Education practitioners, researchers and policymakers discuss the relationship of higher education programs to workforce needs
Cincinnati - Legislators and higher education leaders of the Midwestern Higher Education Compact's (MHEC's) governing board joined additional education practitioners, researchers and policymakers in Cincinnati on November 19-20 to discuss the relationship of education programs to workforce needs. The annual MHEC policy summit focused on the renewed attention surrounding the purpose and role of higher education and how postsecondary institutions might align their academic programs with specific industry or workforce needs.
"I believe the summit topic is extremely relevant," said Jeff Haverly, South Dakota state senator and outgoing MHEC chair. Educators and policymakers will need to continue to work together and evaluate the value of a college education and how best to turn our graduates into an educated and trained workforce."
"We are always looking for innovative ways to engage our constituency of postsecondary institutions to be better aligned with the workforce needs," said MHEC President Larry Isaak. The summit brought together a diverse audience of higher education leaders and policymakers from the Midwest.
The opening keynote address was given by Charles Kolb, president of the French-American Foundation and former president of the Committee for Economic Development (CED).
Attendees at the MHEC summit also heard from panelists of leaders on a variety of interest sessions, including addressing data on job openings and employment trends, the content and substance of academic programs, the relationships between higher education and employers, and the policy structures that influence academic planning.
The closing address was given by Chris Farrell, chief economics correspondent for American Radio Works and contributing economics editor for BusinessWeek.
MHEC's commissioners conducted business during their annual commission meeting in advance of the policy summit on November 18 and 19 where they heard statewide updates from fellow commissioners as well as a regional update from the Midwestern office of The Council of State Governments.
This was Haverly's last meeting as a MHEC commissioner. Presiding over the meeting he said, "I am honored to have served as the chair of the MHEC commission, it goes without saying that we as a commission carry more power collectively than we do on an individual level." Haverly was appointed a commissioner in January 2009, and was elected chair in 2011, he completed his term this month. Haverly was recognized for his term as chair during the annual meeting.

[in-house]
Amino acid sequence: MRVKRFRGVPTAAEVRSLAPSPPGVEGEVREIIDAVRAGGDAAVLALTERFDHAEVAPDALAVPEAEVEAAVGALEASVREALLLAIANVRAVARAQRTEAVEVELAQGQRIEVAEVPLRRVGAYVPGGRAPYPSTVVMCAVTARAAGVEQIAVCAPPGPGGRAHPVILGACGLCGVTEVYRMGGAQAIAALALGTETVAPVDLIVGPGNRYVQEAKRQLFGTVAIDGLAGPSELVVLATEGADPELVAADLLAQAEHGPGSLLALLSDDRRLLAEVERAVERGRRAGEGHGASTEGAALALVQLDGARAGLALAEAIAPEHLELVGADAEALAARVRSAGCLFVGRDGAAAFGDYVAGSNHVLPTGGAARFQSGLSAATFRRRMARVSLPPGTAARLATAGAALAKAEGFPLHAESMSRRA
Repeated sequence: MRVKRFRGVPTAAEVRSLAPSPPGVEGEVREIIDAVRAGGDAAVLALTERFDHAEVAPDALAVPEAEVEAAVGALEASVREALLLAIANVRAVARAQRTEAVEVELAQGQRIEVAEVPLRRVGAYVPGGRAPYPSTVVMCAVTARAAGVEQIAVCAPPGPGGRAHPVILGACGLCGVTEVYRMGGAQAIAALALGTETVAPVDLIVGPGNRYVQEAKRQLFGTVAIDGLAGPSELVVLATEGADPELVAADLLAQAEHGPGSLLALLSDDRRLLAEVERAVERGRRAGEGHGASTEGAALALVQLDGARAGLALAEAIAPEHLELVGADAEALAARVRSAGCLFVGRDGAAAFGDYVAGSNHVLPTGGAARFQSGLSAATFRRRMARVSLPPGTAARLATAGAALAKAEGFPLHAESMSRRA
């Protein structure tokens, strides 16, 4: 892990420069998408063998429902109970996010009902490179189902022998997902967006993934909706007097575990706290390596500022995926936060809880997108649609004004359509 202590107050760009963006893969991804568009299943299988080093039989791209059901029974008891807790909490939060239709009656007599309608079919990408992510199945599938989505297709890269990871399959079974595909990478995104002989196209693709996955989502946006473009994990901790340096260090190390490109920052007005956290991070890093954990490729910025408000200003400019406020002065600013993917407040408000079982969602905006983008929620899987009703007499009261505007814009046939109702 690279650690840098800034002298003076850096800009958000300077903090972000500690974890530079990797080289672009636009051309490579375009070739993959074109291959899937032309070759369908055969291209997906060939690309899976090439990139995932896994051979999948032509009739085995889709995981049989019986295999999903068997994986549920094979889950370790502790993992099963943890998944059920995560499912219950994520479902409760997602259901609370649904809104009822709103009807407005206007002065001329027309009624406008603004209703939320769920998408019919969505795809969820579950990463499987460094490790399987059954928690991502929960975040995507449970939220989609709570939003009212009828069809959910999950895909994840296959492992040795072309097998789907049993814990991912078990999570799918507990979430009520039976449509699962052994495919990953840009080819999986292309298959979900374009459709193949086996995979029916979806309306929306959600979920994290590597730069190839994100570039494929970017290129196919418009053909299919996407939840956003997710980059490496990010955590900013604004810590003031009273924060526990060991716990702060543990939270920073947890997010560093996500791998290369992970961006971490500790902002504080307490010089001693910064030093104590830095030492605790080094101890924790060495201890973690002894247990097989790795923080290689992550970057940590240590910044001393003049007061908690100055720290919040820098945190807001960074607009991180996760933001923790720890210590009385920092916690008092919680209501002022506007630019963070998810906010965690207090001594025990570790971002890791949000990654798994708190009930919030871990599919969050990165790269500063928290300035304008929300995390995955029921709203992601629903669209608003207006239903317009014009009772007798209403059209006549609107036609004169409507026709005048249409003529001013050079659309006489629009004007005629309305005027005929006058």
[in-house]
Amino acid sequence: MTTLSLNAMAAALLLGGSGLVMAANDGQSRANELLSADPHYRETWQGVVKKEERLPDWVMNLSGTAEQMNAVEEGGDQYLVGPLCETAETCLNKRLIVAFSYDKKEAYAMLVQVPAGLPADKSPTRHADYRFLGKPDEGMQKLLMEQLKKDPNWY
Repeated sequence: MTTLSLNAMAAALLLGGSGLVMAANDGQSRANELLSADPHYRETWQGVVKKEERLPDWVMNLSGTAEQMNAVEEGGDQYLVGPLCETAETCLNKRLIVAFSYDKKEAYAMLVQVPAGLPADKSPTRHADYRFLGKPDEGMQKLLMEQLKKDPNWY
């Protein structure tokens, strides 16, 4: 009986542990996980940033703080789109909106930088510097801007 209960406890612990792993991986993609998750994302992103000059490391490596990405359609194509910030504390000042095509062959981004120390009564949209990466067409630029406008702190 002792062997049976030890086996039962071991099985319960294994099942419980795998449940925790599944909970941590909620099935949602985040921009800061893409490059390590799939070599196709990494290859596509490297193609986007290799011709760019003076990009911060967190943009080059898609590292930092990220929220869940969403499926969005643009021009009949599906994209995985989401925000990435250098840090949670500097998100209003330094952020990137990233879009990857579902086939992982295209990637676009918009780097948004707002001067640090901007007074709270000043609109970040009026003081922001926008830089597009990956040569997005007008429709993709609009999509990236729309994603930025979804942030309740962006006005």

"Without a doubt our states face the same issues, maybe on different scales, but the same issues," he added.
Since its formation in 1991, MHEC has been committed to cost-savings programs, student access and policy research and analysis. The compact consists of twelve member states: Illinois, Indiana, Iowa, Kansas, Michigan, Minnesota, Missouri, Nebraska, North Dakota, Ohio, South Dakota and Wisconsin. Statutorily created, the member states' five commissioners are appointed and are leaders from higher education, the legislature, and the governor's office. Commissioners meet twice a year and will meet again in June 2013 in Indianapolis, IN, and in November 2013 in Omaha, NE. MHEC is headquartered in Minneapolis and led by President Larry Isaak. For more information about the compact, please visit www.mhec.org or call 612-677-2777. For a list of all MHEC commissioners, click here http://www.mhec.org/commissioners. For more photos of the event, please see MHEC's Facebook http://www.facebook.com/mhec12 or Flickr http://www.flickr.com/photos/mhec pages.